I quite understand why people choose to be communists or Australians or tattooed. I may not share your opinions, but I know why you have them and I would fight for you to be able to express them in public.
Obviously not to the death, though. Thereâ s no way I am going to die so that a green person can climb up a chimney and write â Gordonâ on it, for instance.
However, while I understand why people want to drive an electric car or cut the Queenâ s head off, and even why some people decide to emigrate to Spain, I do not understand why people continue to drink tea.
Recent figures show tea consumption is shrinking, especially among young people, yet Britain is still by far the largest consumer in the world per capita, with each person in the land drinking, on average, four cups a day. This is baffling.
I quite like a cup at around 5pm because this is â tea timeâ , but the figures suggest that many people are drinking it at â coffee timeâ as well. Some, since there is such a thing as â breakfast teaâ , must also be drinking it first thing in the morning. This is as mad as starting the day with a prawn cocktail â and it all has to stop.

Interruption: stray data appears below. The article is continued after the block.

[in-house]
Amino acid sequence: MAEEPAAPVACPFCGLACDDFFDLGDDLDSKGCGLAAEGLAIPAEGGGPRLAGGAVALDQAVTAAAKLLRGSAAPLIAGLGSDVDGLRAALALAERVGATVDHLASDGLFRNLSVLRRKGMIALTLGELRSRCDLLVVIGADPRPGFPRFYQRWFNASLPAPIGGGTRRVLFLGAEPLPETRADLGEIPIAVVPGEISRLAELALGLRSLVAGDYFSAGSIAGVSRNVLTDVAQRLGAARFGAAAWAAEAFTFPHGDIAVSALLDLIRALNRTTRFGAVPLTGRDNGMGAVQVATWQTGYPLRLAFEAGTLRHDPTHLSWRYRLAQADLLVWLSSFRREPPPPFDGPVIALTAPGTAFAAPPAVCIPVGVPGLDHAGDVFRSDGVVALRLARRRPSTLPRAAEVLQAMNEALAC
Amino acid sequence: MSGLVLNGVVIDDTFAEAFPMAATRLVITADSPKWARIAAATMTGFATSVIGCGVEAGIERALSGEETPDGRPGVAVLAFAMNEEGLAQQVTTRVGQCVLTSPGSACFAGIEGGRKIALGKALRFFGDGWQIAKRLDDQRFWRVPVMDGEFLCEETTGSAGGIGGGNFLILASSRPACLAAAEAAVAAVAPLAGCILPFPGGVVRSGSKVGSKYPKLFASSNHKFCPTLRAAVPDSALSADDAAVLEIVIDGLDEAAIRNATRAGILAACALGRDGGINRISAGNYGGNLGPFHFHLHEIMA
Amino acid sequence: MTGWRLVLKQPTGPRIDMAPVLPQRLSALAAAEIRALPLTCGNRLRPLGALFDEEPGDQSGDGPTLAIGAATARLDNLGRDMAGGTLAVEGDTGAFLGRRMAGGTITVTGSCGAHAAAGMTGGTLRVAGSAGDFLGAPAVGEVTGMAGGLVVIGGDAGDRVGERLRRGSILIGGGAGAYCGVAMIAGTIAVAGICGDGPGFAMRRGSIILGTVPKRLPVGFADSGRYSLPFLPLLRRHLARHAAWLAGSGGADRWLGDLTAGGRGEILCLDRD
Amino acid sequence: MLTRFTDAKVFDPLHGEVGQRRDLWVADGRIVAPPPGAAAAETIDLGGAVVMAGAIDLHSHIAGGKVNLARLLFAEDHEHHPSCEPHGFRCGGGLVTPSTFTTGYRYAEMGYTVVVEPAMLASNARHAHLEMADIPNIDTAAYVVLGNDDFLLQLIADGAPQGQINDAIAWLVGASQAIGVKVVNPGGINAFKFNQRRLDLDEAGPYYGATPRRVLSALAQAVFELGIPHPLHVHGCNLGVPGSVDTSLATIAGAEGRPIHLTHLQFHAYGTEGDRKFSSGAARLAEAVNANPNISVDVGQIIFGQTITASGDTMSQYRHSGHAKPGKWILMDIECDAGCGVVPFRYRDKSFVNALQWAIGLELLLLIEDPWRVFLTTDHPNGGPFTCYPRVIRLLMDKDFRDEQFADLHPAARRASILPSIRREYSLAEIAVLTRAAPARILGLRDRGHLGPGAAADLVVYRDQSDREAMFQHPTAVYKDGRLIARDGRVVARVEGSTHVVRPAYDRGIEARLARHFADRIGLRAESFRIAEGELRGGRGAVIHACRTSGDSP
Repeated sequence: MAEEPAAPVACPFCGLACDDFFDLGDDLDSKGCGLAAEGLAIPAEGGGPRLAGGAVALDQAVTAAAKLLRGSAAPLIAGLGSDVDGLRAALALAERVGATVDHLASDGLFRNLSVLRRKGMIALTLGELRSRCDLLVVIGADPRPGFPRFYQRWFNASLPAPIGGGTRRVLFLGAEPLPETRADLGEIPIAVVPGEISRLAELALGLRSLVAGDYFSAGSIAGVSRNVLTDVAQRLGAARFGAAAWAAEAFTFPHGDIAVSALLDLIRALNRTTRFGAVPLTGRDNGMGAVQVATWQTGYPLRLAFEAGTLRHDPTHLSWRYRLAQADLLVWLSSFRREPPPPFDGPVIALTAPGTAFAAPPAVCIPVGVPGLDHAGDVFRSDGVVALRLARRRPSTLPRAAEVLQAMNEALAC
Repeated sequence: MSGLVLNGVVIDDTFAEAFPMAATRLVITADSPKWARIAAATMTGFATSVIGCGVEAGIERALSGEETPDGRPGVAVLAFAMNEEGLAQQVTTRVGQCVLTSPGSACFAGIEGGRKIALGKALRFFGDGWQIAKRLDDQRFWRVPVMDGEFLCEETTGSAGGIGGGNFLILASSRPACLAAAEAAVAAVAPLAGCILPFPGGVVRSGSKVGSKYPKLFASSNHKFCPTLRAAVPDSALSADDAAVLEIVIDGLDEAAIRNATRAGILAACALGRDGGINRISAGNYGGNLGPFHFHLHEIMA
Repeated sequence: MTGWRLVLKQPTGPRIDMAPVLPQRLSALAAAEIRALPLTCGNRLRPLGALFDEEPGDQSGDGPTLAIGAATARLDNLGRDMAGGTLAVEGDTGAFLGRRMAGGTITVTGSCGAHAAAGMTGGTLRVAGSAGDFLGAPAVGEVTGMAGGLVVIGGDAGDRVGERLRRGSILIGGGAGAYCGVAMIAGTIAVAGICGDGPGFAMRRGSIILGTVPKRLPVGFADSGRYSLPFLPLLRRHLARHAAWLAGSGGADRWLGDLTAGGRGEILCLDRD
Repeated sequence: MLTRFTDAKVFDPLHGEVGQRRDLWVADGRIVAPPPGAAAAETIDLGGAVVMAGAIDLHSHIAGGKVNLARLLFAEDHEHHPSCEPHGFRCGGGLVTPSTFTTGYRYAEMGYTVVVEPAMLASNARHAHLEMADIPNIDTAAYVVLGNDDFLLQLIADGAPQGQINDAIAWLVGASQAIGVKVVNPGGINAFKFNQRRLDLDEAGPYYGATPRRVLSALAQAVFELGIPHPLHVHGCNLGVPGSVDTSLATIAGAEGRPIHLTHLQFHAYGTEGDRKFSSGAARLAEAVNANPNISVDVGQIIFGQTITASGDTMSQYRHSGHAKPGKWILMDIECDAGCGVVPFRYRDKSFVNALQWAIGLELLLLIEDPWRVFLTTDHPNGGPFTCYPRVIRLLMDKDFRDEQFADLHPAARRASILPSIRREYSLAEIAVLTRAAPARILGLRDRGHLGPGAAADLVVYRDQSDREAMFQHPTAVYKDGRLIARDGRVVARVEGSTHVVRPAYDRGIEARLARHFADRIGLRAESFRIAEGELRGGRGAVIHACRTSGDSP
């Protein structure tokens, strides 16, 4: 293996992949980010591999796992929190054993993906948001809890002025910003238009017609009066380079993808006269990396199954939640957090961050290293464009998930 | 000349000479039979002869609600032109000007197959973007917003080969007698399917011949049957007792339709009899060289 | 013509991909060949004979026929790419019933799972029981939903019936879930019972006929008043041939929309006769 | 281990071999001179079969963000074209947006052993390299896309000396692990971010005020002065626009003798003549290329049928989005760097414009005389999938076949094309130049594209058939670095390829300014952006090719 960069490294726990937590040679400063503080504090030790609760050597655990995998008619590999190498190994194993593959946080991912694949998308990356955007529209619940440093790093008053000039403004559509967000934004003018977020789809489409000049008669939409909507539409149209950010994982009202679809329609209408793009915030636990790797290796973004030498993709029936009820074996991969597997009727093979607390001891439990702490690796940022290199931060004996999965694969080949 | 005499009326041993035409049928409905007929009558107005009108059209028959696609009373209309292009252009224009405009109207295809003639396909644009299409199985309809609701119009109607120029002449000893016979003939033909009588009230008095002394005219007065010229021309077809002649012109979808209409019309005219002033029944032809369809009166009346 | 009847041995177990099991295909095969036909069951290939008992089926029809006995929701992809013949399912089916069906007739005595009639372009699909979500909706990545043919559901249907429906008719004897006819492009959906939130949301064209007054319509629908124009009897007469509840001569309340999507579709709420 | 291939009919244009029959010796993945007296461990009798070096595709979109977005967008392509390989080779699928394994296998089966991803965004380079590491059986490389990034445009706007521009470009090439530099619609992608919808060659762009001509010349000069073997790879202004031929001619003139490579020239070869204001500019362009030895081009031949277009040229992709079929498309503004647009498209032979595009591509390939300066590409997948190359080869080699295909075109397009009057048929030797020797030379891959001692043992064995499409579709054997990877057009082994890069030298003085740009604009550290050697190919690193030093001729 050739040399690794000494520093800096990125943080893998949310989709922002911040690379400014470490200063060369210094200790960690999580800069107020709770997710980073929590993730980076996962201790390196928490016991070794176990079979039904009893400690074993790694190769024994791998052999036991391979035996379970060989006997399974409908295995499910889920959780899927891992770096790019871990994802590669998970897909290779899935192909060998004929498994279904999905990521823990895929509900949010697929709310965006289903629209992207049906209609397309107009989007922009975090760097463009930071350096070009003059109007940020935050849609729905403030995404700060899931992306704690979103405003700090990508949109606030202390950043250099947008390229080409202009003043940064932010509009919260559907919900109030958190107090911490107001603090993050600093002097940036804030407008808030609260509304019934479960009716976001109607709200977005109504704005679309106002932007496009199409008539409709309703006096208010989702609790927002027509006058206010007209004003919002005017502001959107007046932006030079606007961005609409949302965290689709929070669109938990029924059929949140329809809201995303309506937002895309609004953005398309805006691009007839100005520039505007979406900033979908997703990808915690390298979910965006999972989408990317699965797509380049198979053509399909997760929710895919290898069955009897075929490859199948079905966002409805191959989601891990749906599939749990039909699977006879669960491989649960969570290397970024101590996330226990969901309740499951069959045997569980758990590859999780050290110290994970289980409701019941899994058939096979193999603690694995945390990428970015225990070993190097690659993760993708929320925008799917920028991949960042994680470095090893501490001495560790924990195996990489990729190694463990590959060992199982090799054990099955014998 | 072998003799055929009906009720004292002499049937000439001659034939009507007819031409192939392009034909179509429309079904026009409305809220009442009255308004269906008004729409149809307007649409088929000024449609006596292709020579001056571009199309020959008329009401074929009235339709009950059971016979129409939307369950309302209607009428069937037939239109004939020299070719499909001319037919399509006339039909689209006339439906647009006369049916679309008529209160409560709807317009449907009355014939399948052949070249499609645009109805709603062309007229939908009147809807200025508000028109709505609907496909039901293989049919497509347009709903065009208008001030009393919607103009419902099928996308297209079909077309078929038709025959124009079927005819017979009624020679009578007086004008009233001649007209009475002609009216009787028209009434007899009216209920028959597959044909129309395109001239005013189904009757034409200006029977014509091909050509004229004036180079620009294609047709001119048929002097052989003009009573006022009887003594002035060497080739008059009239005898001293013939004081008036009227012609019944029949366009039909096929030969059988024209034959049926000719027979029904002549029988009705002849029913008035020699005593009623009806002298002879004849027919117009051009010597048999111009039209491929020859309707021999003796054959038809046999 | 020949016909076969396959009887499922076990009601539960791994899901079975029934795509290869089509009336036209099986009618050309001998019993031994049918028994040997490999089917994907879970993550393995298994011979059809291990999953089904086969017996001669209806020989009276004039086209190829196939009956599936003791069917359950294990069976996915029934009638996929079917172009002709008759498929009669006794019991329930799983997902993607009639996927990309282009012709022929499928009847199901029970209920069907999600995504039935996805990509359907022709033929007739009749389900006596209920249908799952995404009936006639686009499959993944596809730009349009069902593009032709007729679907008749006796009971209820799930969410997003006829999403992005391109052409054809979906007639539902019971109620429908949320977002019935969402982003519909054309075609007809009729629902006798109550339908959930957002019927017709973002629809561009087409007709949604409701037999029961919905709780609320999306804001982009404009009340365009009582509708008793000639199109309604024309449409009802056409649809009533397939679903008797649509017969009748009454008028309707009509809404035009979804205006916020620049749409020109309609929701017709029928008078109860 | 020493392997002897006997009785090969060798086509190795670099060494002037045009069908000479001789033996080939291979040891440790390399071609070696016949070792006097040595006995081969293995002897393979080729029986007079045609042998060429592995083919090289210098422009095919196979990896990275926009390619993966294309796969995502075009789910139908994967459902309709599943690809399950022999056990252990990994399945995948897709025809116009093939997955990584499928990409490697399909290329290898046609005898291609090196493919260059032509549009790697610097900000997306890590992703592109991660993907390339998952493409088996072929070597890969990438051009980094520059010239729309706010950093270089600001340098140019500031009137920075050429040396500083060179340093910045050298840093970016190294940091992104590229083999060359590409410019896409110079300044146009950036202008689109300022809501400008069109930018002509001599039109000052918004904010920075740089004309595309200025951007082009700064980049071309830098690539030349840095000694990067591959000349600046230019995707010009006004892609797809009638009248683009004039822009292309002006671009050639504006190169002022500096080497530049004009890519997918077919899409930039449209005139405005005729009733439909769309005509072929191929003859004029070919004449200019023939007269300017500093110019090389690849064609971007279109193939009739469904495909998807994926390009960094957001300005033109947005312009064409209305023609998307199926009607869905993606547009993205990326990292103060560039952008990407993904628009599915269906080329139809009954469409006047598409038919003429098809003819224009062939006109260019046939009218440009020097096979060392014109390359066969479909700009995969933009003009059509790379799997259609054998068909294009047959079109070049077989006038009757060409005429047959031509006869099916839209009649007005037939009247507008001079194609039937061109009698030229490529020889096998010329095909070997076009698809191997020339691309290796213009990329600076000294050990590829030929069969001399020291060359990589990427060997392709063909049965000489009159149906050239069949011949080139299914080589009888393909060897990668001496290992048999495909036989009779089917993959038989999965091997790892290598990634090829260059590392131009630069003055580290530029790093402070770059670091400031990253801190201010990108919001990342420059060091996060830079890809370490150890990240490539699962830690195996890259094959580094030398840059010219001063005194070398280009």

First of all, asking for tea in someoneâ s house is extremely antisocial because, if you take it with milk and sugar, this is a complicated, four-ingredient request. Itâ s exactly the same as being offered a biscuit and saying, â Ooh, thanks, but actually Iâ d prefer a Sunday roast.â
Seriously. That means meat, potatoes and two veg. And there is no difference between this and tea, milk, sugar and boiled water. In fact, itâ s worse, because your host will have to find a teapot that hasnâ t been used since their wedding day and is at the back of a cupboard behind the equally dusty fondue set.
In fact, the only thing I hate more than people asking for tea is people who ask for a gin and tonic. Why canâ t you just have a beer like everyone else? Because now Iâ ve got to hunt down not just the gin and the tonic, but also...